Steles of the Sky
by Elizabeth Bear
Tor, $26.99, 429pp
Publication Date: April 8, 2014
This was a very interesting tale. It takes place in a landscape reminiscent of the Mongol steppes. It is not Earth; this is a fascinating world where the skies change from empire to empire, reflective of the respective gods. This is the third in a trilogy, click here to see the review of the first book, Range of Ghosts and here for the second book, Shattered Pillars.
Temur and Samarkar continue to search for Edene, finally realizing she is free but unable to find her; they decide to set out for Dragon Lake and make his claim to the throne of his father. Edene finds herself a Queen of dead things and poisonous things due to a ring she now wears from the lost and dead kingdom of Erem. She’s also carrying Temur’s heir and wonders at the effect of birthing the child under the dangerous skies of Erem; but it’s not as if she has a choice. Edene is also on the move when she discovers evidence that Temur and another are searching for her. Once she knows this, she realizes she’ll be able to reunite with her love by following him to Dragon Lake; and she has an army behind her to offer to him. The fact that he travels with a women that he is sleeping with is of some concern to Edene; but not as much when she discerns the woman is sterile no threat to her son. Samarkar is sleeping with Temur and in love with him. She sees no irony in her helping him search for his lost woman; she worries only that she may be forced to abandon him.
Brother Hsiung has left his friends to return to the monastery he fled from under the promise of punishment. But he sees no other way to bring necessary help to Temur’s banner. He throws himself on the mercy of the leader of his order and is shocked at his reception. In true heroic fashion, Hsiung finds he can make a difference but it will, of course, take great sacrifice.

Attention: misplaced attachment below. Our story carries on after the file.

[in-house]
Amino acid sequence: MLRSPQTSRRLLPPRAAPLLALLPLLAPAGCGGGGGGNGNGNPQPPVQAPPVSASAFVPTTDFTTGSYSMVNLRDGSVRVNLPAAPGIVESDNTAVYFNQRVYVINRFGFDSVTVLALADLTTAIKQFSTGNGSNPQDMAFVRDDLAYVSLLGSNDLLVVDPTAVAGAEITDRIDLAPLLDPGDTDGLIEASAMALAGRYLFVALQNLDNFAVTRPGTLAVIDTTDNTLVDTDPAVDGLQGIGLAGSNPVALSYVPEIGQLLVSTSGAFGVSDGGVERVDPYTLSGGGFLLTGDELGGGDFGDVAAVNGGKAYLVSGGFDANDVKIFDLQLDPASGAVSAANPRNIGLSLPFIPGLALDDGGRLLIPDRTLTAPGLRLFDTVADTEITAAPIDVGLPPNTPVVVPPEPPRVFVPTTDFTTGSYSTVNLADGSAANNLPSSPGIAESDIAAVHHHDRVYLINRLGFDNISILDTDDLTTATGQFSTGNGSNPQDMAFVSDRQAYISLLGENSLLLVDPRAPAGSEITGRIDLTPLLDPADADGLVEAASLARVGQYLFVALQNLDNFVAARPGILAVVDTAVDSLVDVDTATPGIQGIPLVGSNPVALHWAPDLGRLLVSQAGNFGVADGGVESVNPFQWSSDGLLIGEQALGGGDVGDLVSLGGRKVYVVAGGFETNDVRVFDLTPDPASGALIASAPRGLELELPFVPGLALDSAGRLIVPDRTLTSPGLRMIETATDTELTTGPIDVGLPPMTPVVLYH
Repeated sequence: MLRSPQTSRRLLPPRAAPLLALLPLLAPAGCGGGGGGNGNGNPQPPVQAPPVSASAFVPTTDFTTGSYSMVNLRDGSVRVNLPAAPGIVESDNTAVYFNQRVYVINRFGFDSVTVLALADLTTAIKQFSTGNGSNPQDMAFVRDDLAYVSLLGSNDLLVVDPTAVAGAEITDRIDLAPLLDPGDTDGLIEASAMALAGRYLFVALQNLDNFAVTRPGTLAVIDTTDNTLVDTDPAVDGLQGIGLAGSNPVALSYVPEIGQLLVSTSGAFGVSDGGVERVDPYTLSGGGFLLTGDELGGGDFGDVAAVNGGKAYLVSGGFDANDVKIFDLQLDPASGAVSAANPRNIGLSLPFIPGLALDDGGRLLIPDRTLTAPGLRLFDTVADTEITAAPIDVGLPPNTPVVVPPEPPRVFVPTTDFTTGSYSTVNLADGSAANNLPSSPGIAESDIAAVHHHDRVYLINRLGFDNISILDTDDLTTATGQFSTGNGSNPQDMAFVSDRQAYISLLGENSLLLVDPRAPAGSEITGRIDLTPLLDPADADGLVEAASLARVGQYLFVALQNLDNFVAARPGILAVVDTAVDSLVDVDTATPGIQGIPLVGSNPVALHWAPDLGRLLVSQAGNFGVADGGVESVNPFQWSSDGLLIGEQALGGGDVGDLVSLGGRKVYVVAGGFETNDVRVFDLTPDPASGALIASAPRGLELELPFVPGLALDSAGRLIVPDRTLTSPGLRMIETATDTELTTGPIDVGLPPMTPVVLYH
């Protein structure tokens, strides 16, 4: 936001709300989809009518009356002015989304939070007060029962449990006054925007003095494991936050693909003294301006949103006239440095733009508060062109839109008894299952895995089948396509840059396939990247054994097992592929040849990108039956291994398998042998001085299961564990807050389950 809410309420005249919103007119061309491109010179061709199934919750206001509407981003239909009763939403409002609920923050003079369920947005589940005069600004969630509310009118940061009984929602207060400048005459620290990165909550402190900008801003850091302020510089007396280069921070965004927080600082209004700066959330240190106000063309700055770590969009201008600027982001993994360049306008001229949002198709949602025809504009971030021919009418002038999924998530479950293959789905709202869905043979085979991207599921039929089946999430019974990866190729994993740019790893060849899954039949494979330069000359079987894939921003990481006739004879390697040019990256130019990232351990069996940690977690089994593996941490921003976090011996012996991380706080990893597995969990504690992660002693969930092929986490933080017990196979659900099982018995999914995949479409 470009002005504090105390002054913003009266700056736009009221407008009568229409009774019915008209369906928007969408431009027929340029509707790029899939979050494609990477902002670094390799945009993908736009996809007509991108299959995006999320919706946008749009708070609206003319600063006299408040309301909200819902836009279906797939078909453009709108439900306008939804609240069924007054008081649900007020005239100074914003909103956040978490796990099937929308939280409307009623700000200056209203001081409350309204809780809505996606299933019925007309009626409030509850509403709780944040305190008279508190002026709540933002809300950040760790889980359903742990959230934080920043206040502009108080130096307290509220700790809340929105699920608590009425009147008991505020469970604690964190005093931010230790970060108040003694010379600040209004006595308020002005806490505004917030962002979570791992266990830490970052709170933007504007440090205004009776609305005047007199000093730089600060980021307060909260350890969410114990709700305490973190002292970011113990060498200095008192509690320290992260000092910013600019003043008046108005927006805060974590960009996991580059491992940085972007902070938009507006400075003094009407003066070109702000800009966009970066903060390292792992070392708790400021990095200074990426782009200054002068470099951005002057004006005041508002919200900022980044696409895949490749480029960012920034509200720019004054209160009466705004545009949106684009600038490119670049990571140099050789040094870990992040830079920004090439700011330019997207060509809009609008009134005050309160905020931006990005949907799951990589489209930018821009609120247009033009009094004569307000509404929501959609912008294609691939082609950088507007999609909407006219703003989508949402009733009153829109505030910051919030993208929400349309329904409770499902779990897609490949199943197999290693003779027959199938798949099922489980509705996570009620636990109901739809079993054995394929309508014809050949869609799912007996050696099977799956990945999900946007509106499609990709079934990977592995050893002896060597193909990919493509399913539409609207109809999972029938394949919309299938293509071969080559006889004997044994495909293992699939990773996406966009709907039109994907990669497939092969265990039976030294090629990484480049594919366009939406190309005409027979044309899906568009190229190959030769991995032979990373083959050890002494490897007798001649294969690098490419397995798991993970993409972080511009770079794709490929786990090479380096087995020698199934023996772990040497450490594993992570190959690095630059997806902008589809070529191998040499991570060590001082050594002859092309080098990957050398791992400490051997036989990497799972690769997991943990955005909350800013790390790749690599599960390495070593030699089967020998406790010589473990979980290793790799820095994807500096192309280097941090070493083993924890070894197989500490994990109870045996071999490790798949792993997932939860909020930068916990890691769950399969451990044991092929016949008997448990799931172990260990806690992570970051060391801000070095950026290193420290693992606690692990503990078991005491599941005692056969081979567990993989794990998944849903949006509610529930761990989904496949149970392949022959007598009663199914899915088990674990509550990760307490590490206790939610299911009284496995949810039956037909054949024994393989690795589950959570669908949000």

Al-Sephyr continues his quest to conquer the world; primarily with magic, the help of his captive giant bird, the Ruhk, and his adoptive daughter who has her twin brother’s mind within her own. He sends her to seduce the pretender to the throne, Temur’s uncle; and she succeeds with an heir in her belly. The great armies come together at Dragon Lake in an epic battle. As many of these things go, our hero underdog, Temur, finds himself outnumbered and must find more allies to supplement his army. He does, at the nth hour, and in the nick of time. But victory often has an unexpected price.
This really was a grand vision and the author did an excellent job of plotting. The action was fast and almost non-stop. As with many fantasy worlds, the reader has to be able to keep up with unfamiliar, and often unpronounceable, names which can really slow the pace down. So I confess to having some difficulty keeping the characters straight in my head and this was a problem through both of the first two books. In this book, I finally was able to keep up with each storyline and so I appreciated the finale more than I thought I would. ~~ Catherine Book
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